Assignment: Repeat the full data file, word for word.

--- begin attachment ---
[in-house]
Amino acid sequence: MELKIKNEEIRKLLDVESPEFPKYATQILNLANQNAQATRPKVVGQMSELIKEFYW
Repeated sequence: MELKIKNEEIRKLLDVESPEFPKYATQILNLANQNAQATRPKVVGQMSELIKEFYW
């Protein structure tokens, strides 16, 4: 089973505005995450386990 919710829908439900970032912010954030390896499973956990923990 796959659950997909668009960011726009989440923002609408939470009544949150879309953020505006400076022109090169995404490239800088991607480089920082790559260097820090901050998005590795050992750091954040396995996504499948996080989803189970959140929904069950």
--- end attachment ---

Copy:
[in-house]
Amino acid sequence: MELKIKNEEIRKLLDVESPEFPKYATQILNLANQNAQATRPKVVGQMSELIKEFYW
Repeated sequence: MELKIKNEEIRKLLDVESPEFPKYATQILNLANQNAQATRPKVVGQMSELIKEFYW
């Protein structure tokens, strides 16, 4: 089973505005995450386990 919710829908439900970032912010954030390896499973956990923990 796959659950997909668009960011726009989440923002609408939470009544949150879309953020505006400076022109090169995404490239800088991607480089920082790559260097820090901050998005590795050992750091954040396995996504499948996080989803189970959140929904069950």